Smell That??

About a year ago, I wrote a post about how certain things smell.

It had to do with re-enacting, a favorite pastime of mine ( although not so much lately ), and that if I could make a cologne out of the combined odors of sweat, dirt, wet wool, woodsmoke, and harness leather, I’d pour a cup of it over my head every morning and probably have a pretty good day.

Or the smell of fallen maple leaves in October and November; and even deeper and much further back, the smell of burning leaves. The tradition was that once the leaves had been thoroughly played in by the kids, parents from all over New England would rake the leaves into huge piles, and burn them. Not the most environmentally friendly solution, but there were an awful, awful lot of leaves. Now completely illegal. ( I resist the urge to follow that up with some vaguely supportive, simperingly politically correct, pro-environment sentiment. It was what it was. Live with it). That smell would make one hell of an after-shave.

And now, here’s one more.

I was talking today with a MetLife VP who has a favorite hobby/ pastime, and also has the funding to be able to comfortably indulge in it. He’s a car guy, and he will tell you about his latest acquisition whether you want hear or not. ( God, why doesn’t he care about Lawyers, Guns, and Money, like a normal person would? Doesn’t know the difference between a gold-top Les Paul and a tree branch. Doesn’t even realize the global significance of Jackson’s flanking march at Chancellorsville. Can you even believe such a thing? ) In a world completely of his own. The absolute nerve…

Anyway… he drove up today in an orange 1956 Thunderbird convertible. I offered my compliments; it was gorgeous, after all. And, I somehow knew it as a ’56. My mistake. I then learned the particulars of Thunderbird engines, transmissions, overhead cams, and all manner of stuff that might well have been in Mandarin Chinese.

He asked me what I had driven in to work today.

As if I had much choice.

Any choice at all.

The nerve.

I said that I had taken the ’03 Ford Focus, the red one.

He wasn’t terribly familiar with that one.

Really, Sherlock? Really??

I did manage to mention one thing; that there are only two cars on the planet that I would honestly go out of my way for.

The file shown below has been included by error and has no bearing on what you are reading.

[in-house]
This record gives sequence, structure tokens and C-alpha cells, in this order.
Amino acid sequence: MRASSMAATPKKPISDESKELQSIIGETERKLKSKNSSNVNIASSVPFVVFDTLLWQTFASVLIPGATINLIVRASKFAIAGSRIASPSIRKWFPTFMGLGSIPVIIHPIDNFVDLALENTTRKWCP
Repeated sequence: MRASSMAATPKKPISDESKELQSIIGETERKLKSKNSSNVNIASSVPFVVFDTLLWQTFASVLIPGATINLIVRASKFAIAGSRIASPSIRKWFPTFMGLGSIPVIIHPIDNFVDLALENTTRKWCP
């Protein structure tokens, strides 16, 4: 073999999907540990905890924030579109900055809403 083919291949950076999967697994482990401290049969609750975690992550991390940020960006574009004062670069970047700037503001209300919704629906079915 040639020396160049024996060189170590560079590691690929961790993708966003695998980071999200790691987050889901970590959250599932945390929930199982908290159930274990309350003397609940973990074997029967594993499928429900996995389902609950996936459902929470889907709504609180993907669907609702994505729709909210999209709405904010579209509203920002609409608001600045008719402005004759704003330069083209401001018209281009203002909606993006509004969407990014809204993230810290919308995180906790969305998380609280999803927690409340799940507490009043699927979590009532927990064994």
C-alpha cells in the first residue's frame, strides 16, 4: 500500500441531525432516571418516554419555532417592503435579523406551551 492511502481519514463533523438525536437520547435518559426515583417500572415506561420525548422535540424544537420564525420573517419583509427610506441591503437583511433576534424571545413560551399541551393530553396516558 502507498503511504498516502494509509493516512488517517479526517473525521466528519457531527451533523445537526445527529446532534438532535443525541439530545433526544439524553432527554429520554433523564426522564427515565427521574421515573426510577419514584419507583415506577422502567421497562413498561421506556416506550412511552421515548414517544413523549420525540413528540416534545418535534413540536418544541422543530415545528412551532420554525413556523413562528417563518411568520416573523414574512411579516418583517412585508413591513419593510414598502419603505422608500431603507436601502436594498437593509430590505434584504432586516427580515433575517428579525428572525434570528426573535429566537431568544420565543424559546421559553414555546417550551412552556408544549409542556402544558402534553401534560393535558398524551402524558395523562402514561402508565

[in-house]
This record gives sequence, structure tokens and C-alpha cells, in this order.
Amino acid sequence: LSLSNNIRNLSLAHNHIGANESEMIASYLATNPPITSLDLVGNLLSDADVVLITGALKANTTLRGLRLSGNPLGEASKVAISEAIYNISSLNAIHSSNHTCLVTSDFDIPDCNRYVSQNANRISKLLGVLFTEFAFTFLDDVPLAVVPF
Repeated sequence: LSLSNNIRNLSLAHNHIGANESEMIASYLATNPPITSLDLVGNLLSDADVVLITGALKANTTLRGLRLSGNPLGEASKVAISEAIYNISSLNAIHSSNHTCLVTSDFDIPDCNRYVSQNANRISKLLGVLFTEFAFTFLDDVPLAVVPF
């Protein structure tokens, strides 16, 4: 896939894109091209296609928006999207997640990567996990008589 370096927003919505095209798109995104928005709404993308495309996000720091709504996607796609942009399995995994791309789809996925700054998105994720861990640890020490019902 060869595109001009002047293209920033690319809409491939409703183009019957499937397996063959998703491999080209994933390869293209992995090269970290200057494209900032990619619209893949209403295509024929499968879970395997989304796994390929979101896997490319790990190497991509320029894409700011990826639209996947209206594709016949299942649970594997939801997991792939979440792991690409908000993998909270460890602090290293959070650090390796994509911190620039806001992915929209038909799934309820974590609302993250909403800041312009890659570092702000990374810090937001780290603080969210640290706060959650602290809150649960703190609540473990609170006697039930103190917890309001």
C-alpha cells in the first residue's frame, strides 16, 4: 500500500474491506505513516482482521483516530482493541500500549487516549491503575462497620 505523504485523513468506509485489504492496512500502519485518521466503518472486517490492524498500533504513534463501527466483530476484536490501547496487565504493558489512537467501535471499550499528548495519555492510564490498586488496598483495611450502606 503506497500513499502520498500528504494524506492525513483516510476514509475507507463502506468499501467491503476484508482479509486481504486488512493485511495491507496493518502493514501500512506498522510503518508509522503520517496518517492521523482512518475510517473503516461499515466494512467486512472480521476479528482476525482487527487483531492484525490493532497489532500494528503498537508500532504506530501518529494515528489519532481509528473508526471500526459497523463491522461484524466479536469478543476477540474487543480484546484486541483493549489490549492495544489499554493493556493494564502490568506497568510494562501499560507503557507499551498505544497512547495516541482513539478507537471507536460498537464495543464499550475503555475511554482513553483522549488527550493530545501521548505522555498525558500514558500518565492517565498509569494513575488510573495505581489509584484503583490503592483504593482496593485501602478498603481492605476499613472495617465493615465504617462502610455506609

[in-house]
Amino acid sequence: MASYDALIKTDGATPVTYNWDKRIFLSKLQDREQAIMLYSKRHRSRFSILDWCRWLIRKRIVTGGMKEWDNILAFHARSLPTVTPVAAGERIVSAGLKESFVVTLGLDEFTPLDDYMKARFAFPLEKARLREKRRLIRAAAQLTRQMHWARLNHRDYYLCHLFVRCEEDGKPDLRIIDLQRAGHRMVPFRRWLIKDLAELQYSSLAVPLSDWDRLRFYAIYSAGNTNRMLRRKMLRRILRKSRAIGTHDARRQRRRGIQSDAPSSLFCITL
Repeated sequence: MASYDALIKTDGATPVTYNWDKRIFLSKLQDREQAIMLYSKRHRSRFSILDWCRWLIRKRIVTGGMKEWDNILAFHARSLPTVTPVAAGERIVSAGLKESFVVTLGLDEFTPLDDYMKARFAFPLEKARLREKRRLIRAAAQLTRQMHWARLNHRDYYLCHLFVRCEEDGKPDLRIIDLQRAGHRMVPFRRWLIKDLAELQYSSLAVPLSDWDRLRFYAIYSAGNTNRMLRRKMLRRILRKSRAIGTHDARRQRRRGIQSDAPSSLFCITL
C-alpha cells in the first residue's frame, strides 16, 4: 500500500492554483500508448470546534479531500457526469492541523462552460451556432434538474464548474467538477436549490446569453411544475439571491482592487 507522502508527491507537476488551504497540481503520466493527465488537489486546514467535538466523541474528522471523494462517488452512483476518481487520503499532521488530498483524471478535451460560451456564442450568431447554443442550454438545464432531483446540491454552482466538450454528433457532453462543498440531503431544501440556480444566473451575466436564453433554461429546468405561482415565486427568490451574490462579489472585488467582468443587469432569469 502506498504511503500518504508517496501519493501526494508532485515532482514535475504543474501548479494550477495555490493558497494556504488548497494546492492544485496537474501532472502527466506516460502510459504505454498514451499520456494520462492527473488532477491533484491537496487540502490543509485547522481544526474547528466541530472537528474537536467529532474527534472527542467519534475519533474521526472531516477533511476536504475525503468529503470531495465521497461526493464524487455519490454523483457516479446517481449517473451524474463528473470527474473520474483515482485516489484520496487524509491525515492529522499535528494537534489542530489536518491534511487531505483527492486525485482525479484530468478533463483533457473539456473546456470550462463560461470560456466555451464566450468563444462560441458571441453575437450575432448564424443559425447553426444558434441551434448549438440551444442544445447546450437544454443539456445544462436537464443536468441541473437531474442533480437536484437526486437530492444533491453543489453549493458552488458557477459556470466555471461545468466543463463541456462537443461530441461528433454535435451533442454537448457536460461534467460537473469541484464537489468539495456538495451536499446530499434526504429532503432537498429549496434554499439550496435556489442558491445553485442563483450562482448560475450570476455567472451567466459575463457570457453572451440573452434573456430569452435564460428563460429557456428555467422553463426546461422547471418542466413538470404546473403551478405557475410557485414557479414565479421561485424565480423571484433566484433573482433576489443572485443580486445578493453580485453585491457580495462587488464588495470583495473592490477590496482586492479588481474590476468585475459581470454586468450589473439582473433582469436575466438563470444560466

One was the Mini-Cooper ( not bloody likely, on my pay range); and an old Volkswagen ( a restored one probably costs more than the Cooper).

He liked the Cooper comment, had bought a yellow one for his daughter to drive to college last year. Didn’t get the VW thing at all. Why would anyone want one of those?

Our conversation ended with my phone ringing, and me promising to keep a camera trained on the Thunderbird; he would only be an hour or so.

Pretty nice guy, actually. A bit disconnected from the masses, maybe, but 1.5 million dollar bonuses will do that to a person. Tough old world.

But all that set me to thinking… why would  I want an old Volkswagen?

The smell, of course. Not the 60-mph top speed ( downhill ), or the draftiness ( because the tiny little heat vents had rotted away) or the feeling of sheer terror when the clutch would slip on a steep hill.

The new ones don’t have it, I’ve checked. They smell like any new car. Nice, but you can get that anywhere.

The old ones all have it. That wonderful smell. I don’t know what it is, exactly. I know that it seemed to get stronger as time went on. It is a very, very particular thing, and I would pay a lot to be able to get it back. That smell would make a great after-shave. I’d make a spray mist for the ladies, too.

Eons ago, I bought my first old white VW from the Major for $50, and drove it to the ends of the earth; I would fill the tank for $5.00 and go everywhere, listening to the 8-track player I installed ( it worked when it wasn’t too cold out ). Engulfed in the VW aura; the particular ping of the engine, hoping that the hood latch stayed engaged, hoping that something resembling heat might waft its way in, all at 45, maybe 50 mph.

My dad wouldn’t ride in it. He was still mad at the Germans ( and the Japanese, too -very altruistic in his profiling). He didn’t like that the engine was in the back; something suspicious about that.

Yes, it’s definite now. I want that smell back.

I’m not a car guy at all, but I would find a way to pay as much as I could manage for that musty old smell.

And if I could actually drive it to work, all the better.

Would a real car guy get that, do you think?

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Published in: on September 20, 2011 at 5:56 pm  Comments (3)  
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3 CommentsLeave a comment

  1. My first car was a VW Fastback!

  2. Actually, I just stopped by to invite you to a party! Kidding!:) Left a comment over at the Doctrine that was in part directed to you. Just wanted you to know.
    Hey, maybe the Saturday Night Call in Show is a party….of the minds.
    Now I am just being silly!
    Talk to ya later!

  3. Alright Hoke! What about tonight, then?


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